January 2012 Archives

Enabling cruise control on my 2009 Yaris

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(Standard disclaimer - despite my good looks and brains, I cannot make you do anything. You are responsible for your own actions including deciding whether or not you are capable of performing any DIY work on cars - yours or others. Attempting to do what I describe in this post will probably wreck something, so I will not be held responsible for any damage to you, your car or anything else I don't actually touch with my own fingers.)

Given that I'm practically at the end of my warranty, I took the plunge today and installed (enabled?) cruise control on my Yaris. For much less than it would cost to have Toyota install it. Now to be fair, I don't have the fancy dongle sticking out of the steering wheel, and I don't have all the options enabled - just On/Off and -/Set, but that is all that is really needed; +/Resume? just use the throttle to get up to the desired speed and press -/Set; Cancel? just tap the brake or clutch, or turn the cruise off.

Over at the Yaris Forum is a bunch of excellent articles that show what to do. I stumbled across them a couple years ago, but waited until the warranty had essentially run out before mucking with the electronics.

My car has the power option (power locks / windows), this means all the wiring harnesses are pre-installed and ready to go. The only real cost I had was the clutch switch. That was $35 plus taxes from my local dealership. I could have done without, but if the driver would press the clutch with the cruise engaged, the engine would rev up (hopefully limited by the computer) and would present a danger should the clutch be re-engaged at high RPMs. So that is where I will start, crawling under the dash, on my head to install the clutch switch.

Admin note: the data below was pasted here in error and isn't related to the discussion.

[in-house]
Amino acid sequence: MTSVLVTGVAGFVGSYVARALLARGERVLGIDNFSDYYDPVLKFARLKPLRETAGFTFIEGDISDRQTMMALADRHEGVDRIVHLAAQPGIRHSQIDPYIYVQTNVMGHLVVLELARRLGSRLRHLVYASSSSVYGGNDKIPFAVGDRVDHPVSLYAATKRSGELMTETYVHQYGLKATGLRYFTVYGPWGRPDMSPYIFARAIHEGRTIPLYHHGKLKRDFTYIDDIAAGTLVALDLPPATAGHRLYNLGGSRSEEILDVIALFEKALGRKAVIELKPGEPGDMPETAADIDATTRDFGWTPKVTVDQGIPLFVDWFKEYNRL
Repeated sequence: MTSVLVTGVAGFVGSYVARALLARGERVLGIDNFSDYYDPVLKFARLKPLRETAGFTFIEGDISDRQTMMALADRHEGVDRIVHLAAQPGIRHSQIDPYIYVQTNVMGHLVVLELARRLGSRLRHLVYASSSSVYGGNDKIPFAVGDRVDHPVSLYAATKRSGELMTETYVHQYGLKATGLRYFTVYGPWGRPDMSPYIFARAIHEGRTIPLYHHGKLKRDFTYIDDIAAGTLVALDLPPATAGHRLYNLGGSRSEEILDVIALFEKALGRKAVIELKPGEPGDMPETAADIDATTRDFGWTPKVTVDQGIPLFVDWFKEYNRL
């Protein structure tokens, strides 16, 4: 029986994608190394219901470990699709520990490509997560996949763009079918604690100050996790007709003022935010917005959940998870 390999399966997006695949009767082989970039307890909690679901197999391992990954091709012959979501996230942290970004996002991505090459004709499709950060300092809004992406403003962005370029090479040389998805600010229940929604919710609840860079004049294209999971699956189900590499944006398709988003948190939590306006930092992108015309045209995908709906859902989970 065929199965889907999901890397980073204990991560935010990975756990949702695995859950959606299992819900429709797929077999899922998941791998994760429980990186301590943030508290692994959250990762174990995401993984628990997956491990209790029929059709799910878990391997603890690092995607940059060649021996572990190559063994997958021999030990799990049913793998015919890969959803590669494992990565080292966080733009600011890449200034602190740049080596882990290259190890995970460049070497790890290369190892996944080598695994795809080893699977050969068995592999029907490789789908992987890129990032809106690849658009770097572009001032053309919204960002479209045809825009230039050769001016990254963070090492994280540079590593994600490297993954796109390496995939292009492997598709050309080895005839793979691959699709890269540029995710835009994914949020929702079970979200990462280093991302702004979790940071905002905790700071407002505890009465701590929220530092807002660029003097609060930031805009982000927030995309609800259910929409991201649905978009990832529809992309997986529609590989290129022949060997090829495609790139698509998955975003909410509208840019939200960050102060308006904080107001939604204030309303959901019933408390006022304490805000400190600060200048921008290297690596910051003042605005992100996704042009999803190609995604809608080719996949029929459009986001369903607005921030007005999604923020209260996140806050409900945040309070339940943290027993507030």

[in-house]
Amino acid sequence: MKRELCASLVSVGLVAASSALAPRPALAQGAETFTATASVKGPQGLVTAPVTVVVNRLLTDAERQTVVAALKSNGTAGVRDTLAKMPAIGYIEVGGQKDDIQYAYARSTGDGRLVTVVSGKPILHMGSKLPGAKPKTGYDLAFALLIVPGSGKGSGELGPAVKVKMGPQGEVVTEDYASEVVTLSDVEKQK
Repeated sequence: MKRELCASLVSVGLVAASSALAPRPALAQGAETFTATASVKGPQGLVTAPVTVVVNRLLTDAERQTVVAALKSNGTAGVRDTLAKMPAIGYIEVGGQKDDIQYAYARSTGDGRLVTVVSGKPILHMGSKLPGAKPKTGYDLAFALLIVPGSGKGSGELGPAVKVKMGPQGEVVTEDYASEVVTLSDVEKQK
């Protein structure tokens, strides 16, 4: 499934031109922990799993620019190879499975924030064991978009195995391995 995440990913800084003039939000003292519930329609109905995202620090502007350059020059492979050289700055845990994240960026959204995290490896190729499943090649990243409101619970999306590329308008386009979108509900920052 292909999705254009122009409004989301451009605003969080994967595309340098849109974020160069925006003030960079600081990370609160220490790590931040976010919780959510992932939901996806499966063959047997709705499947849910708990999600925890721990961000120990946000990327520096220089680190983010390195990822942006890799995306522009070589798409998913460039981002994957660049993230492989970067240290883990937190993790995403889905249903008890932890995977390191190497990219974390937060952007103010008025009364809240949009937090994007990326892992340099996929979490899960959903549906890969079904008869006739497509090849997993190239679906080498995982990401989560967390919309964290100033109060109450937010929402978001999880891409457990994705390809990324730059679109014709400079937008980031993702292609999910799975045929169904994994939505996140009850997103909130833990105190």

It replaces the bolt, and like I said, all the harnesses are installed already, so I just had to cut some electrical tape to free the clutch switch harness and plug it in.


Next came installing the switch(es). I opted not to purchase the cruise control dongle as a) it is expensive, b) it involves removing the steering wheel (and dealing with the airbag) and c) it is not needed as you will see. The wiring to the steering wheel is in place, so all I had to do was splice into the right wires.


In the original article, the author uses multiple momentary, normally open, push button switches for the various functions. Since I need just On and Set, I opted for a dual throw, momentary toggle switch. I located my switch just below the turn signal switch as that is where there was room.


(I had to trim some plastic ribs to get the switch to mount flush)

Up turns the cruise on/off, down sets the speed (or reduces it by little bit if already engaged).

Yay! It works! Adding cruise to a manual transmission 2012 Yaris is a $530 upgrade. I did it for under $50. (BTW, I live in Canada, so that's 100km/h showing on the speedometer.)

Eagle, PCB-GCode, Linux-CNC

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Initial pcb milling attemptThis is the results I got from the following pcb-gcode settings:

General Options (1st tab)
 Milling depth: -0.01
  Default: 0.001
  Maximum: 0.01
  Step size: 0.015

 Etching Tool Size: 0.02

Machine (2nd tab)